- December 19, 2017
- Category: Financial Planning, Investments, Life Planning
As the year 2017 draws to an end and you look forward to a new year, making new resolutions must be weighing on your mind. Everyone likes new beginnings and people look for special occasions to make a new start. They are naturally motivated, just like a child is excited to have neat handwriting in a new notebook at the beginning of an academic term. Observe the parks or the gyms in your vicinity on January 1 of every year. You will see they would be comparatively more crowded than the previous month. This is the result of the new health resolutions being made for the new year.
But then the crowd would become normal after a few days. Resolutions are the most hyped or overrated thing to be decided upon on the brink of a new year. And majority of the people fail in keeping the resolutions, even till the end of January. Why does this happen? This has not just to do with the typical human tendency to procrastinate. People try to make drastic changes on a single day. Not just that, they expect instant results. When they dont, the momentum dies.
Any significant change to be brought about through a resolution requires time, perseverance and commitment. Motivation is of course necessary but what people need to realise is that it is not about making changes in your life through a resolution. It is more about changing a habit, replacing old habits with new ones. If you introspect, most of the activities that you perform during a day are a result of habit. And old habits die hard. It is natural to fall into routine again.
Resolutions thus serve little purpose and are pointless. Self-improvement should be continuous round the year and does not require special occasions to start.
This also applies to our personal finance lives. Making financial resolutions for a new year is futile. It is going to create little or no impact if you leave it half way. Further, quick fixes will not work to resolve your financial issues. For instance, you resolve to invest your money in the new year which is lying idle in the bank account for a long time. And, you do invest in the new year. But making an occasional investment just because your idle savings in the bank appear huge to you one day is no solution. The problem will arise again as your income will continue to pile up over the months.
Our financial situation is influenced by the money habits that we have inculcated over a period of time. For better or for worse, we indulge in them on a regular basis. For instance, spending all as soon as you earn, impulse buying, not having a budget, doing haphazard investments, getting a loan for every purchase, etc. Bad financial habits are difficult to get out of like our other automated behaviours. But the good thing about habits are they are malleable and can be replaced with better ones.
So, how can you put yourself on the path to a better financial life in the New Year?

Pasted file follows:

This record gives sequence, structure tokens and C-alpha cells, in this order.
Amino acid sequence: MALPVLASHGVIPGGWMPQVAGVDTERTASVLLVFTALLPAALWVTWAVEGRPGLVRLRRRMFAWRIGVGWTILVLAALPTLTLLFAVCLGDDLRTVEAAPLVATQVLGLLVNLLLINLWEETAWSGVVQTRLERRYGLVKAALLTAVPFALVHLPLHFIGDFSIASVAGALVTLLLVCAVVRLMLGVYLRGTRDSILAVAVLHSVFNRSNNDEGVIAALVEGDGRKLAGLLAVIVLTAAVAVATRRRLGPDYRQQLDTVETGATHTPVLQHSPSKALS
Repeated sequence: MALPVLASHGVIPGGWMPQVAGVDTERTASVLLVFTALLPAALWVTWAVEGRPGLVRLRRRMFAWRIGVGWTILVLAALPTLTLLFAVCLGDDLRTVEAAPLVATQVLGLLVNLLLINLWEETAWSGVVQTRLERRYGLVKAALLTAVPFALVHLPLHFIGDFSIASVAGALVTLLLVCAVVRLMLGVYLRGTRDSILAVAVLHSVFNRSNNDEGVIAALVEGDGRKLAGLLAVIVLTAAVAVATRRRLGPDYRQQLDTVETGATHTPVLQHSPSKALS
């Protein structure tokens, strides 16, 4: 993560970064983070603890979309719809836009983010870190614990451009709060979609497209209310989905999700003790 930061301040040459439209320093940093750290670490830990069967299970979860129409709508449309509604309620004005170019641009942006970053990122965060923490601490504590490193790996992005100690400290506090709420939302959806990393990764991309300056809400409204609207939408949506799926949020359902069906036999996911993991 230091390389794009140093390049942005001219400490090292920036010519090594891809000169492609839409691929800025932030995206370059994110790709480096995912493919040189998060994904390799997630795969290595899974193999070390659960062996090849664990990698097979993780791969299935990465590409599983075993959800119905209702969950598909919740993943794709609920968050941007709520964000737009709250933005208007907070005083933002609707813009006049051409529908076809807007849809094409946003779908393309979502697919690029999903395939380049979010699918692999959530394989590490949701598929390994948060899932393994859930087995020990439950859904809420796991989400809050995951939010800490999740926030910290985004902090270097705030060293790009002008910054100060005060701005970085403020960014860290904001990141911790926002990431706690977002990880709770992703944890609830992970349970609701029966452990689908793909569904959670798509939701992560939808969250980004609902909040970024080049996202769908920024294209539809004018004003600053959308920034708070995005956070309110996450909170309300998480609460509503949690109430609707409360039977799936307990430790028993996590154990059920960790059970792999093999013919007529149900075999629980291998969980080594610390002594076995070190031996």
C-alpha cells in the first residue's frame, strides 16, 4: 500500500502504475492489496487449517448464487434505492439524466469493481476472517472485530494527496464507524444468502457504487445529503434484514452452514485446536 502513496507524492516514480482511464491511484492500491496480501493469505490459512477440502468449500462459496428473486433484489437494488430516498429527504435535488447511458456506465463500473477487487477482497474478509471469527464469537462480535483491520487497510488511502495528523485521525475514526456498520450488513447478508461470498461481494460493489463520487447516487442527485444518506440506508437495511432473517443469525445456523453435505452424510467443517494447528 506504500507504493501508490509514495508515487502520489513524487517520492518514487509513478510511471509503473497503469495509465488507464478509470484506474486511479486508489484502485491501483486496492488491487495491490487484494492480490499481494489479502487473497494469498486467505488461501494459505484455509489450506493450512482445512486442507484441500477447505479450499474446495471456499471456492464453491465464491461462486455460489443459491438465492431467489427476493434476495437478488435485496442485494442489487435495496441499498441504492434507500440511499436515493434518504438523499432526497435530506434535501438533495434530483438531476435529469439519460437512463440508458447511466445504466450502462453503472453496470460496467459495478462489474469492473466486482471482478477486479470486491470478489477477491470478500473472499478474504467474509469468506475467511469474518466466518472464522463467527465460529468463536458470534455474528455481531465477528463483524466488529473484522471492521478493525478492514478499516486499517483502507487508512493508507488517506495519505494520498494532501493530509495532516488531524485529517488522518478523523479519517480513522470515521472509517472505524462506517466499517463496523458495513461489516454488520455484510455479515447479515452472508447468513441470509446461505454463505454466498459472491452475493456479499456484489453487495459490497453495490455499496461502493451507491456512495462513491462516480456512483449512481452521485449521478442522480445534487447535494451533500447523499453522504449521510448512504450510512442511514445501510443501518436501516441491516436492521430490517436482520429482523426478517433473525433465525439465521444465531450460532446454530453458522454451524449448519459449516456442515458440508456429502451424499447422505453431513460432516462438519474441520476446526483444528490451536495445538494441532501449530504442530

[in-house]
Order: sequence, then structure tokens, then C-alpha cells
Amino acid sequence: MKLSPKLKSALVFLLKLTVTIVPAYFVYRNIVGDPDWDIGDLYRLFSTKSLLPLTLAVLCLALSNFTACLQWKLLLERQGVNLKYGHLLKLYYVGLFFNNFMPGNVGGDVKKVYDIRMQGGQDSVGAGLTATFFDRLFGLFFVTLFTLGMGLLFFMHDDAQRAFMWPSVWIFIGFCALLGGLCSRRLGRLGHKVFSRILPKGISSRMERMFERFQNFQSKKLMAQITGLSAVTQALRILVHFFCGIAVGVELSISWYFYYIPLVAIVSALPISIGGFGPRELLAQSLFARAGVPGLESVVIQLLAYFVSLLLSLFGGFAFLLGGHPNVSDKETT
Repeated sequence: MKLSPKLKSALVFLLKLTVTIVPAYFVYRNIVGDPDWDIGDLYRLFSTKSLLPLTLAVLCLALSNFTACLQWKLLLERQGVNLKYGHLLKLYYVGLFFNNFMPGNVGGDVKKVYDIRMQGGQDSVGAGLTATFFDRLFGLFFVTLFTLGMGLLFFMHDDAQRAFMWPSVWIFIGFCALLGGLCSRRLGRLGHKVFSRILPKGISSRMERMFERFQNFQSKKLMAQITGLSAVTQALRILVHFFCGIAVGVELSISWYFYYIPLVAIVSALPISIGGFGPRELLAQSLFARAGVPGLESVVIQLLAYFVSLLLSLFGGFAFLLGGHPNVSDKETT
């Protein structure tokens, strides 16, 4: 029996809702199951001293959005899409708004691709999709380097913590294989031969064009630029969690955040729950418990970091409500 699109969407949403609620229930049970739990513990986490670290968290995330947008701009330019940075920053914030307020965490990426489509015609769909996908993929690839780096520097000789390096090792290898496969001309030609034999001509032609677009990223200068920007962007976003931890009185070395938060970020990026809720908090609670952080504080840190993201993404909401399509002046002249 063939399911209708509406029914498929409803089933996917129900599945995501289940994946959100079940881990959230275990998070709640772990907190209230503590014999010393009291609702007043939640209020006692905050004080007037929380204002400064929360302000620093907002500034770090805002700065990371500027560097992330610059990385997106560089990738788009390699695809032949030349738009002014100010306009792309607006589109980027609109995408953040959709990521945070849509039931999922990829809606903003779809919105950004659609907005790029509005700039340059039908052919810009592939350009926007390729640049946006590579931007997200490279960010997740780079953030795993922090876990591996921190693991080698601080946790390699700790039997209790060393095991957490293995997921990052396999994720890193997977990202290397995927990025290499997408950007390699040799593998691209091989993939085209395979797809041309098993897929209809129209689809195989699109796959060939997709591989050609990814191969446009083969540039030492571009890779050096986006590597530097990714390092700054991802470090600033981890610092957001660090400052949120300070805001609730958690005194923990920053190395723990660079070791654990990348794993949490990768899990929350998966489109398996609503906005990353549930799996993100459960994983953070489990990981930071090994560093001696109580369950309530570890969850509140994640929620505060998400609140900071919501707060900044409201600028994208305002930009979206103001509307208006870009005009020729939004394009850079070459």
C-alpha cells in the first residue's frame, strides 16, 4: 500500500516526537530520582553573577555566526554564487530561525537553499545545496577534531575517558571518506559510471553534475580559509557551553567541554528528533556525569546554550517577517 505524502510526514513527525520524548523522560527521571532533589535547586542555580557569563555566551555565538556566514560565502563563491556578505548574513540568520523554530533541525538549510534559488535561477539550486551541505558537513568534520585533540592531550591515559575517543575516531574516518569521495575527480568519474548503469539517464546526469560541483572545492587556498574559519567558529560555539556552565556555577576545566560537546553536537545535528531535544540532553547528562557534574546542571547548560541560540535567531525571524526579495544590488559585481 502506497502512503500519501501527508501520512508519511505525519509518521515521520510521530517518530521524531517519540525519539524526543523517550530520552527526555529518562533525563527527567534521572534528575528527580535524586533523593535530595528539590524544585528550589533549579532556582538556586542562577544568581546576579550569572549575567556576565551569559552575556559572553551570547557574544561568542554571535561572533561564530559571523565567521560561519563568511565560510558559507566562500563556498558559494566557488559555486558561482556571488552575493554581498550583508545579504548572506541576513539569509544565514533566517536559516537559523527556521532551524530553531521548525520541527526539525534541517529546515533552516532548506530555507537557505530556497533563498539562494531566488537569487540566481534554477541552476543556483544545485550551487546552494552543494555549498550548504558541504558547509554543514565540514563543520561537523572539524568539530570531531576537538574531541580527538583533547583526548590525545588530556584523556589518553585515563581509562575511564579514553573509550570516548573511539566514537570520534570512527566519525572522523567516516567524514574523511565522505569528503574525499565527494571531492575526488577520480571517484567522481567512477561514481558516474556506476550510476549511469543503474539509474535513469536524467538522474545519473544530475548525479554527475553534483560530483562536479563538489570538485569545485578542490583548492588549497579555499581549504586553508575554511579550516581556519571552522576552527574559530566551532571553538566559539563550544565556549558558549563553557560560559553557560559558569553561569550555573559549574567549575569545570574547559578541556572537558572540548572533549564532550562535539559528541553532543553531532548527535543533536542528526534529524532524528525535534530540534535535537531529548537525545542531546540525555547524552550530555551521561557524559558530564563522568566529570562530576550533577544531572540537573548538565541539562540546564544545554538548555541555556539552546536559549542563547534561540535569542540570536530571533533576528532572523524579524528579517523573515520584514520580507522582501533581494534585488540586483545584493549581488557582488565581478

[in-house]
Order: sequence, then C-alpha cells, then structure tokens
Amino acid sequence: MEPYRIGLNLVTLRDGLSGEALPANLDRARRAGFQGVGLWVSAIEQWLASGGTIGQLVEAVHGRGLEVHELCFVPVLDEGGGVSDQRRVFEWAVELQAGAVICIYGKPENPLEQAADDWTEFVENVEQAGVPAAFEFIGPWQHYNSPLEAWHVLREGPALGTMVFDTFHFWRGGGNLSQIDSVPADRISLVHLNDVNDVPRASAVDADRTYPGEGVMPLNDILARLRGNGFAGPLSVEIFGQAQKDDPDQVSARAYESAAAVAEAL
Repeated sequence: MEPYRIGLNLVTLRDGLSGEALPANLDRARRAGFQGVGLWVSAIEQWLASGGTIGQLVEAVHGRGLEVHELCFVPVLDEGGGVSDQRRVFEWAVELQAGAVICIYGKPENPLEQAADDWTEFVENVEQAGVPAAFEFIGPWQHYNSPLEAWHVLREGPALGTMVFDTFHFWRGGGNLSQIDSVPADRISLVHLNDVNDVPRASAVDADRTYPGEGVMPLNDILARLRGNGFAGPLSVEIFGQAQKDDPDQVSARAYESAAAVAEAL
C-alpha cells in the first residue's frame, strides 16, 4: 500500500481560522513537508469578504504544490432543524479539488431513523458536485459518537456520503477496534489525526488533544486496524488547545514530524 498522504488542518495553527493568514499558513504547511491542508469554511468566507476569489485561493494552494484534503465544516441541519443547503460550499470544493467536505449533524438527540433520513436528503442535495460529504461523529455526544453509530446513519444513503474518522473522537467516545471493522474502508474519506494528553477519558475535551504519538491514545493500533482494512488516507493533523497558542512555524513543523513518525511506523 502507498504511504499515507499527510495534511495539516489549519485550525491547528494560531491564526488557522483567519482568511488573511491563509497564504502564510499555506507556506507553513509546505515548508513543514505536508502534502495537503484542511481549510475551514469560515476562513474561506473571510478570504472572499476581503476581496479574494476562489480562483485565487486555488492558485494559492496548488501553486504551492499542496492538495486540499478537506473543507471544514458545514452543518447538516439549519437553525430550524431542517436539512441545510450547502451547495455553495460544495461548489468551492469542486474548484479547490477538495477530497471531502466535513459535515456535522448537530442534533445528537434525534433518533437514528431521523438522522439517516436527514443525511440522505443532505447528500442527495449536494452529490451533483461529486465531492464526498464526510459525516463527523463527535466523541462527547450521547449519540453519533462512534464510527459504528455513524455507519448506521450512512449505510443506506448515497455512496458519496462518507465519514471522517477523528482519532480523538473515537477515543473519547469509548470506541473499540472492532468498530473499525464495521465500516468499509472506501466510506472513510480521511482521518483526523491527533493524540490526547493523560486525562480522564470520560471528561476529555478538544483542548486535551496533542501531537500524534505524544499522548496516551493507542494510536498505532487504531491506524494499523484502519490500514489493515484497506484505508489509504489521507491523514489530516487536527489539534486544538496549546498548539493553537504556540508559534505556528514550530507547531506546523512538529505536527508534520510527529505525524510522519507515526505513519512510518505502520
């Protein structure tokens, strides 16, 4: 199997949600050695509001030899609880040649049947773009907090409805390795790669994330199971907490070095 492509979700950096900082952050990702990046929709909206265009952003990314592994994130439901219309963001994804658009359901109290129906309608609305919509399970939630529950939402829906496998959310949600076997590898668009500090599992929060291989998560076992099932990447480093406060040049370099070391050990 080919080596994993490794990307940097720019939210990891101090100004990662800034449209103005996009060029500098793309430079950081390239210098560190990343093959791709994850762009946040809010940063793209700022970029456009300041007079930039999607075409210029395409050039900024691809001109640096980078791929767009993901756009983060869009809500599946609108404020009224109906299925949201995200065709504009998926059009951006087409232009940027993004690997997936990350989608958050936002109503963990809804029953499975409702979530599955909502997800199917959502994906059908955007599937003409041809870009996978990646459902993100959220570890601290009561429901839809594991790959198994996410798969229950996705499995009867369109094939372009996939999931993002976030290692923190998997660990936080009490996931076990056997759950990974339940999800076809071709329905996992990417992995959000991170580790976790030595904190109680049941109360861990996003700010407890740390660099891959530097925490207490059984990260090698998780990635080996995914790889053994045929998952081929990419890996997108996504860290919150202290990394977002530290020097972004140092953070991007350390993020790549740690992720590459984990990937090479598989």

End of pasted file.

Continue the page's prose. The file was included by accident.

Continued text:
For starters, think about that one bad money habit or a routine cycle which you want to break off from to improve your financial life. Take the example above of idle savings. At the beginning of a month, you pay your bills and a portion of it is then utilised over some weekends for shopping, dining, movies, etc. The balance keeps on piling in your account till it reaches a sizeable amount or until tax planning time when you invest it. But making a one-time random investment will not solve the problem. Amidst your busy schedule, you have harboured this habit of accumulating your savings and are not able to channelise it efficiently. How do you break this habit? You can automate your investments by linking it to your bank accounts. You can invest on a monthly basis in a mutual fund through a SIP, recurring deposit, fixed deposit, PPF or any postal scheme. You thus inculcate the discipline of investing on a regular basis and this becomes a good habit lifelong.
Keep your action plan as precise and realistic as possible. Mark your calendar with specific goals to reach by certain dates. This would make you more accountable and help in monitoring the progress. Make little changes in your weekend schedule to accommodate time for working on your finances. If it is a big time-consuming activity, you can break it in small parts and divide the tasks over couple of days. Once you taste success and triumph over an old money habit, you will set the momentum to perform similar financial tasks and achieve your goals.
Remember, changing your old financial habits would be an ongoing thing. It will take some time to have a beneficial impact on your overall finances. So, perseverance is essential along with the right intent. And not just at the start, but continuous round the year.
There is a popular saying by Aristotle – ‘We are what we repeatedly do.’
So, this new year, instead of making easy-to-forget resolutions, have a vision first about how you want your financial life to be. Then continually repeat the actions which would get you there. In short, gradually replace your old habits with new ones to shape your financial future the way you desire.
Wishing all our Readers a very Happy and Prosperous 2018.